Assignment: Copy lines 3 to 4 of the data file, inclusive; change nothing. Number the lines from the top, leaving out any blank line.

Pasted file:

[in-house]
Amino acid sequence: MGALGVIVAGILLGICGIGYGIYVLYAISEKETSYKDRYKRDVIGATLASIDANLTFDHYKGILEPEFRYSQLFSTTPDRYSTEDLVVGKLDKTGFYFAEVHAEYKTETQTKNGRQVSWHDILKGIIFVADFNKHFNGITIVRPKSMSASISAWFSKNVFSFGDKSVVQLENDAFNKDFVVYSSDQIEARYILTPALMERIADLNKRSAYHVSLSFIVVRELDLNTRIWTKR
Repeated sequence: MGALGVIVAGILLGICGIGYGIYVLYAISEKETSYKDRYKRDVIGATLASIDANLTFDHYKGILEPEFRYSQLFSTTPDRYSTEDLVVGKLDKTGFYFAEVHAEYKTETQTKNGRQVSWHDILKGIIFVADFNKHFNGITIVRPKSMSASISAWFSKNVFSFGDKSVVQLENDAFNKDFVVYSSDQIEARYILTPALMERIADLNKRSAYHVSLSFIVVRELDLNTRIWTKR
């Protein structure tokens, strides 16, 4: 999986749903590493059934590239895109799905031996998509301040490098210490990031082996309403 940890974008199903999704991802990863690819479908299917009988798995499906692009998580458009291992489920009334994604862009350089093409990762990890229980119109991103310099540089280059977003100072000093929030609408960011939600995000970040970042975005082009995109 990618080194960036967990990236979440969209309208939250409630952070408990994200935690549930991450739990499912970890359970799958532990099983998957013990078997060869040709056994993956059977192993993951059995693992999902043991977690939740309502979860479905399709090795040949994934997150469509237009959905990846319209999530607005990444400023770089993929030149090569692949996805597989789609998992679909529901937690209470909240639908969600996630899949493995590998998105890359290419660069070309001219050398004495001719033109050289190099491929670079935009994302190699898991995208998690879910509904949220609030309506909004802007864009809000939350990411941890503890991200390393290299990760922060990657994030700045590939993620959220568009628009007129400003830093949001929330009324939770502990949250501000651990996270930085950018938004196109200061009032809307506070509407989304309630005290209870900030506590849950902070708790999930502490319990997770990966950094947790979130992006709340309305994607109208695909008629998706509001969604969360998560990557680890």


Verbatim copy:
Repeated sequence: MGALGVIVAGILLGICGIGYGIYVLYAISEKETSYKDRYKRDVIGATLASIDANLTFDHYKGILEPEFRYSQLFSTTPDRYSTEDLVVGKLDKTGFYFAEVHAEYKTETQTKNGRQVSWHDILKGIIFVADFNKHFNGITIVRPKSMSASISAWFSKNVFSFGDKSVVQLENDAFNKDFVVYSSDQIEARYILTPALMERIADLNKRSAYHVSLSFIVVRELDLNTRIWTKR
């Protein structure tokens, strides 16, 4: 999986749903590493059934590239895109799905031996998509301040490098210490990031082996309403 940890974008199903999704991802990863690819479908299917009988798995499906692009998580458009291992489920009334994604862009350089093409990762990890229980119109991103310099540089280059977003100072000093929030609408960011939600995000970040970042975005082009995109 990618080194960036967990990236979440969209309208939250409630952070408990994200935690549930991450739990499912970890359970799958532990099983998957013990078997060869040709056994993956059977192993993951059995693992999902043991977690939740309502979860479905399709090795040949994934997150469509237009959905990846319209999530607005990444400023770089993929030149090569692949996805597989789609998992679909529901937690209470909240639908969600996630899949493995590998998105890359290419660069070309001219050398004495001719033109050289190099491929670079935009994302190699898991995208998690879910509904949220609030309506909004802007864009809000939350990411941890503890991200390393290299990760922060990657994030700045590939993620959220568009628009007129400003830093949001929330009324939770502990949250501000651990996270930085950018938004196109200061009032809307506070509407989304309630005290209870900030506590849950902070708790999930502490319990997770990966950094947790979130992006709340309305994607109208695909008629998706509001969604969360998560990557680890």